This author recommends that the first step towards implementing any alcohol-awareness program in a hotel is to compose a short but strongly worded policy that clearly sets forth the intended corporate mission to serve alcohol in a safe and responsible manner. According to Beaudry, "The policy must be signed and supported by the chief executive officer to send a strong message from the top that the corporation will not tolerate irresponsible service. The policy should be distributed to all company departments and be part of the employee manual" (81).
Food Service. A final consideration for those involved in the preparation and sale of food items is, of course, the actual food service involved. Following the hotel industry's record losses during 1995, it has been "looking for innovative food and beverage concepts intended to first and foremost make the hotel a center community" (Lee 38). The American Hotel and Motel Association Hotel suggests that a hotel's food service "must be good enough to lure guests downstairs and innovative enough to keep them from walking out the door" (Lee 38). Furthermore, Cetron, De Micco and Williams (1996) point out that today, restaurants and other food-service enterprises who ignore these trends do so at their peril because the food service industry is big business. In fact, by the year 2000, there were more than 750,000 locations that offered food service in the United States, with sales of over $350 billion (representing approximately 4.5% of U.S. gross domestic product), and more than half of all consumer food dollars will be spent eating out (8).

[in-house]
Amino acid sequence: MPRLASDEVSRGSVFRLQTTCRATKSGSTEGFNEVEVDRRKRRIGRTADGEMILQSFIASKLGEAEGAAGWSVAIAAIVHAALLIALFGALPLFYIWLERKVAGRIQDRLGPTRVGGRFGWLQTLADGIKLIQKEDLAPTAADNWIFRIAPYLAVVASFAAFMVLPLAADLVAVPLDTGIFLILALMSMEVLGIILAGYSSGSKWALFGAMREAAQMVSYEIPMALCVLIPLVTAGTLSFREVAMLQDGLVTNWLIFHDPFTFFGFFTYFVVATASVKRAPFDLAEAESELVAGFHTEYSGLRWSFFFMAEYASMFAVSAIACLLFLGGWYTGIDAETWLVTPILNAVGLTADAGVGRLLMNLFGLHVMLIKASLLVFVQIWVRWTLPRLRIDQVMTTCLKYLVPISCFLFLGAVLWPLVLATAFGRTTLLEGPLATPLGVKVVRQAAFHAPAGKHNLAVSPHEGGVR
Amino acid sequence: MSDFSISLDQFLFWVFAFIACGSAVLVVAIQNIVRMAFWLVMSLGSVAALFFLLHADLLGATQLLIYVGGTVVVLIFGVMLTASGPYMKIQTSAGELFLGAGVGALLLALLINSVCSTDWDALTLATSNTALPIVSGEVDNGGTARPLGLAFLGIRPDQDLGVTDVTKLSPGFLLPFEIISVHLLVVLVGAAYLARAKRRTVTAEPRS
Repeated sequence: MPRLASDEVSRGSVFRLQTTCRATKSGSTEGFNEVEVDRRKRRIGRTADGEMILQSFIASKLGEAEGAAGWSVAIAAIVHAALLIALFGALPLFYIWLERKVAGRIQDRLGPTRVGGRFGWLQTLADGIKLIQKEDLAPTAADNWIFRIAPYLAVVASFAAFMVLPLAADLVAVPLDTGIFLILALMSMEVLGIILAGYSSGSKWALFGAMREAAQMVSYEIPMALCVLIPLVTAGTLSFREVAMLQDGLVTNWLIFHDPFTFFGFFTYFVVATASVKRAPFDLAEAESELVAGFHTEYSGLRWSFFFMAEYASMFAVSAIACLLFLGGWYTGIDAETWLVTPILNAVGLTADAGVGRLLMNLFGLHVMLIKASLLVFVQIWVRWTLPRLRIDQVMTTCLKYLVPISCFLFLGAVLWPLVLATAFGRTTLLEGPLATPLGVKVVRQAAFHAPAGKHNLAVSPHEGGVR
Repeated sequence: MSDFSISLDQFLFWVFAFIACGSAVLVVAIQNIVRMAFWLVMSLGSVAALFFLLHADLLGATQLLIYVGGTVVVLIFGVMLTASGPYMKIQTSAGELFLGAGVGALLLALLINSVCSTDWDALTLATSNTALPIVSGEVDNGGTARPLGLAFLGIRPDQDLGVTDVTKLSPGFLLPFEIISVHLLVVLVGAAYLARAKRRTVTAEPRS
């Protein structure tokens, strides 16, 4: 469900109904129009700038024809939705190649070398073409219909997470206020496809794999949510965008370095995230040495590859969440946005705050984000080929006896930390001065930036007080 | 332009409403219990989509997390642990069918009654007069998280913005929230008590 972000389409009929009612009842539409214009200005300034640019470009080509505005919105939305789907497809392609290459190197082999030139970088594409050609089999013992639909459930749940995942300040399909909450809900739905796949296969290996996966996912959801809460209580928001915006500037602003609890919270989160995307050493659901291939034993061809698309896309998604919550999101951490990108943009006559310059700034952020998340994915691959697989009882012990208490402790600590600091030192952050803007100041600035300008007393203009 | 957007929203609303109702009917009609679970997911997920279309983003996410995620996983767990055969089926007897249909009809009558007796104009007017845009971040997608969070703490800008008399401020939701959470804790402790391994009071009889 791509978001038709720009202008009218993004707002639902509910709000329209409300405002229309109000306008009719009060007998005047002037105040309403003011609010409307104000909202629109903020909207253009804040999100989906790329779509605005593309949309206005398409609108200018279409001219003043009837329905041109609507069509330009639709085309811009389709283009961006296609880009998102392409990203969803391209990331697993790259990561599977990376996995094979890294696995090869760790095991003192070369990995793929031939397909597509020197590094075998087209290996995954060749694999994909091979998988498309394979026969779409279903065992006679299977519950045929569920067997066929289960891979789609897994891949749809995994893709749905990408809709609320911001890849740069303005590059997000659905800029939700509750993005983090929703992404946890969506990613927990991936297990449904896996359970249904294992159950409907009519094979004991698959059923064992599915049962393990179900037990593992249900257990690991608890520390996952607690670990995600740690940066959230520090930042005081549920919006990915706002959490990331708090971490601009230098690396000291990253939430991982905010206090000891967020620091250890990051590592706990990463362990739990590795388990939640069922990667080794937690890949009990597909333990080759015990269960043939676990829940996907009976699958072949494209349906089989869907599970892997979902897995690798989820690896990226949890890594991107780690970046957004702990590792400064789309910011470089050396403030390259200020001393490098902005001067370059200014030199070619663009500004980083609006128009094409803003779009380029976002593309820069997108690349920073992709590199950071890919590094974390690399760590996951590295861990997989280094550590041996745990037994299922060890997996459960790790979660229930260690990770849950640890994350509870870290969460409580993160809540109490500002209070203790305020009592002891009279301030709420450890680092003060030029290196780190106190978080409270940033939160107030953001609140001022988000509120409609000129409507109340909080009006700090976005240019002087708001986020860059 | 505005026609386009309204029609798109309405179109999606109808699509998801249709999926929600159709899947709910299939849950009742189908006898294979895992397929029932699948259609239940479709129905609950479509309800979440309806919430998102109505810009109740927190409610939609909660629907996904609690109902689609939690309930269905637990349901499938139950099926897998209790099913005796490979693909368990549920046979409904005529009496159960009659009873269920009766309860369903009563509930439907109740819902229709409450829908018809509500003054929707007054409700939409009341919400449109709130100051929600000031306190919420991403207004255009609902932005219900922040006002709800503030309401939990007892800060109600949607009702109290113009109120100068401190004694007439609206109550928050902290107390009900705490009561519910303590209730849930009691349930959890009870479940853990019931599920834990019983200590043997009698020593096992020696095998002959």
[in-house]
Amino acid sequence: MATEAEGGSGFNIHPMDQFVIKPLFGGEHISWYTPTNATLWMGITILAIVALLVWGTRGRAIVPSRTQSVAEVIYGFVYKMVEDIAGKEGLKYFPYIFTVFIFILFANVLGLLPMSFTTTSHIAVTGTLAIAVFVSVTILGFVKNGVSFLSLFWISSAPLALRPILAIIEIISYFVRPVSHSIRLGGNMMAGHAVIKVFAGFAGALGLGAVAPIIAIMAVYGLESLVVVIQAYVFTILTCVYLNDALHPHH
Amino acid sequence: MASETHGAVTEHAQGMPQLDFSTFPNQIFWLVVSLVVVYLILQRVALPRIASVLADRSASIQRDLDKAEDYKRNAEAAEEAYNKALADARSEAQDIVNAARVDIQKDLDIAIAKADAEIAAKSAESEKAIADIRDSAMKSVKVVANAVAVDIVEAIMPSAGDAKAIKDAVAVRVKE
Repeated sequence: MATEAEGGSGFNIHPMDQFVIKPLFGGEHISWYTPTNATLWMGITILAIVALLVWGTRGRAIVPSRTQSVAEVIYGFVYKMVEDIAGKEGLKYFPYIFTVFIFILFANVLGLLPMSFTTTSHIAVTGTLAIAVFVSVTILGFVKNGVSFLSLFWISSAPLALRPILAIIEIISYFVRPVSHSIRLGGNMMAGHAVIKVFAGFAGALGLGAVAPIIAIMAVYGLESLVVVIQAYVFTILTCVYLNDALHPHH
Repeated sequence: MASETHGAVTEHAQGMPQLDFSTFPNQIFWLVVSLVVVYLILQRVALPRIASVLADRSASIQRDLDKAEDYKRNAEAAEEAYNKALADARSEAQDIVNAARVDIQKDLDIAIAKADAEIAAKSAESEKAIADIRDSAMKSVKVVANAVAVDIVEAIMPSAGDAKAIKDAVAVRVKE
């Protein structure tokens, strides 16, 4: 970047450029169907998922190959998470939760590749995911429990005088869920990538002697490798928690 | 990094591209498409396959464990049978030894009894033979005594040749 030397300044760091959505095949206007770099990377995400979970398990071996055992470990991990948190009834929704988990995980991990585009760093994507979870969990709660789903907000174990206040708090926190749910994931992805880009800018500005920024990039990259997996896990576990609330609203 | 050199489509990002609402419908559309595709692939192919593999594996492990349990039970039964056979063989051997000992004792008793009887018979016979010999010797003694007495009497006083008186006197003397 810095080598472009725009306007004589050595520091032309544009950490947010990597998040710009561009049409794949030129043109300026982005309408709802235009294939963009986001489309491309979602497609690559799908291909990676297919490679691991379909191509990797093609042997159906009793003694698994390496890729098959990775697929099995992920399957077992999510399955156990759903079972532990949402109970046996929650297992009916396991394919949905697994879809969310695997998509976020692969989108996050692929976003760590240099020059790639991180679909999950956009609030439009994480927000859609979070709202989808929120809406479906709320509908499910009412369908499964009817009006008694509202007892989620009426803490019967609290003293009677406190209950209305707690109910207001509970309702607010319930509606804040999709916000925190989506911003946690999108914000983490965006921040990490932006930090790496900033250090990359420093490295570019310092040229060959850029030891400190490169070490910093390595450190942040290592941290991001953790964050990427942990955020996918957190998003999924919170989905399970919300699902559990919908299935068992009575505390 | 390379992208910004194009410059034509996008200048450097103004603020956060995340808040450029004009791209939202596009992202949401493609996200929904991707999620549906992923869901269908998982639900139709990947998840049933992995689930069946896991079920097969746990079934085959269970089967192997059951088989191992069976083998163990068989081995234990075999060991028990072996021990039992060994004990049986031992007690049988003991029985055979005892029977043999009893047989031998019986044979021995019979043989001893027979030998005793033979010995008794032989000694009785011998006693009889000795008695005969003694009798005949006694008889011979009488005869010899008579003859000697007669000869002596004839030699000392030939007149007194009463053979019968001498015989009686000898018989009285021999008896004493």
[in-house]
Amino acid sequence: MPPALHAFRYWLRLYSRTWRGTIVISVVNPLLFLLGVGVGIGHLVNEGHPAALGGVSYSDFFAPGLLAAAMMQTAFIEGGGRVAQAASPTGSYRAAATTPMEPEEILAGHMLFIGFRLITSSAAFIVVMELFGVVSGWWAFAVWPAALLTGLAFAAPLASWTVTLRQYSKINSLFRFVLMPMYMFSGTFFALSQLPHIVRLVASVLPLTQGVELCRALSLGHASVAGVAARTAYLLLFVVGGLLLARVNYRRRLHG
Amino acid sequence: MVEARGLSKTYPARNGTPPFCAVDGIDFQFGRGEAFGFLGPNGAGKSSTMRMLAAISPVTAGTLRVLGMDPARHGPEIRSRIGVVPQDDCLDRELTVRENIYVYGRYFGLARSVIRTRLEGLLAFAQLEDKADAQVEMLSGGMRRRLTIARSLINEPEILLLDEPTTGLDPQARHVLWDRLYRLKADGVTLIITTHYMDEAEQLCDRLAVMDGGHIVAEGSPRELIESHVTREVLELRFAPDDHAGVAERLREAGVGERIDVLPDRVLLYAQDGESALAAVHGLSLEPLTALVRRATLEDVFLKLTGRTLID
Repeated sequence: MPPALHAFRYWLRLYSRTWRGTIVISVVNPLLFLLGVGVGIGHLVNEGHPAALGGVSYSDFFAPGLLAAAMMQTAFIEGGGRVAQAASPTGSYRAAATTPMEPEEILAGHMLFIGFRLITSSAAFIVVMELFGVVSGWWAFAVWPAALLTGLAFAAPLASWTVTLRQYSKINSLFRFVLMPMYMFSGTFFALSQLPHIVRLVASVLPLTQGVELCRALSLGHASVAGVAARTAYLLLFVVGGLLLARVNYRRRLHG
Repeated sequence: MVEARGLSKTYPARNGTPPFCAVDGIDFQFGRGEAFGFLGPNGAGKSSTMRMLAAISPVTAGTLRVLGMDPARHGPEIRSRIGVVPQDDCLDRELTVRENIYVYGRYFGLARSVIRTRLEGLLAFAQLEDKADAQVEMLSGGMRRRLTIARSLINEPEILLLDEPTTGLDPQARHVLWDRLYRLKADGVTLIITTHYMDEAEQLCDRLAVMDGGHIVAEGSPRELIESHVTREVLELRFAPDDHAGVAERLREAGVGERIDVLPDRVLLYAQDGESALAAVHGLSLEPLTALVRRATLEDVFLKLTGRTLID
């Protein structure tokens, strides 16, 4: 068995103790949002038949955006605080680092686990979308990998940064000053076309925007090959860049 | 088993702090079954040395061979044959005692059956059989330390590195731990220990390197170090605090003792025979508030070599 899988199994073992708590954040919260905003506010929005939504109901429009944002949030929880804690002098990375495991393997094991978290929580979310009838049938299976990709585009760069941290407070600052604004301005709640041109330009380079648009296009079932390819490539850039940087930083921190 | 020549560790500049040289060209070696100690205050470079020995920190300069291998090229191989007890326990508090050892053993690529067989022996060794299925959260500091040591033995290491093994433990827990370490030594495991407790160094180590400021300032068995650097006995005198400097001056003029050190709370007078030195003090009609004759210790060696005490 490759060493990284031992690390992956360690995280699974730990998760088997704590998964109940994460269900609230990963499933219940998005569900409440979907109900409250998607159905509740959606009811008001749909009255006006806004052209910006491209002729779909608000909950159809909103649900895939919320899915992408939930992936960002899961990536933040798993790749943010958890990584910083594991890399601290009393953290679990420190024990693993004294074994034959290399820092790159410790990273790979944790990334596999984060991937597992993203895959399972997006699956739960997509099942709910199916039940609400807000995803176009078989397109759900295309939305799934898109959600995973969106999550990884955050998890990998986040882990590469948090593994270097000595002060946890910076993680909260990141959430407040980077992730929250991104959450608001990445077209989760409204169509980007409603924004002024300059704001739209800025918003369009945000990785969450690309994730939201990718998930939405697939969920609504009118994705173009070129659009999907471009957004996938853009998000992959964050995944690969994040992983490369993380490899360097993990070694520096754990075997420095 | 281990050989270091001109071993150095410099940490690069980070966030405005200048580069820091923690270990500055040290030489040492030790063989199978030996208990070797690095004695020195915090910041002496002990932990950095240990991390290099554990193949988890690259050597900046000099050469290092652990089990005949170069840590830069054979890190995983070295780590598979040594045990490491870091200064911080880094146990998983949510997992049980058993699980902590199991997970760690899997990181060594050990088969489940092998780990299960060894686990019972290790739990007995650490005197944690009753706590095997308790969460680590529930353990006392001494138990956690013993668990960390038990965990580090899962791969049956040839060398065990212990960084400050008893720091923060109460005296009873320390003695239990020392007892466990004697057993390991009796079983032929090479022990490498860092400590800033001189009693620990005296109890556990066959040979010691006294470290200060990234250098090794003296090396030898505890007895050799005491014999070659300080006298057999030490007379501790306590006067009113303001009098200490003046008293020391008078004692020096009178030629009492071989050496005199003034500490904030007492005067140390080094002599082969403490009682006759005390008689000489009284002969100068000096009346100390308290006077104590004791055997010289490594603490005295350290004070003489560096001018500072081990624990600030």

In this regard, the president and chief executive officer of the National Restaurant Association, Herman Cain, maintains that better food has both local customers and travelers alike returning to hotel restaurants in record numbers: "Many restaurants in hotels are extremely competitive in both the quality of food served and the dining service" (Lee 38). Furthermore, properly managed, a hotel's food service represents a major profit center; poorly operated, though, the food service component can doom an entire hotel chain (Baum & Ingram 69). There is a near universal consensus that hotel food service must take local tastes and preferences into account, even if a specialty menu is in place (Lothar 7). This author also recommends that portion control methods be followed scrupulously, and that the restaurant's hours of operation be prominently posted in conspicuous points throughout the hotel and in the guest rooms.
The research showed that the success of hotel's food service component today depends in large part on identifying and responding to local menu preferences, effectively controlling costs, establishing timely budgets, and pricing goods as accurately as possible. The research also showed that hotels that feature quality food service are well…[continue]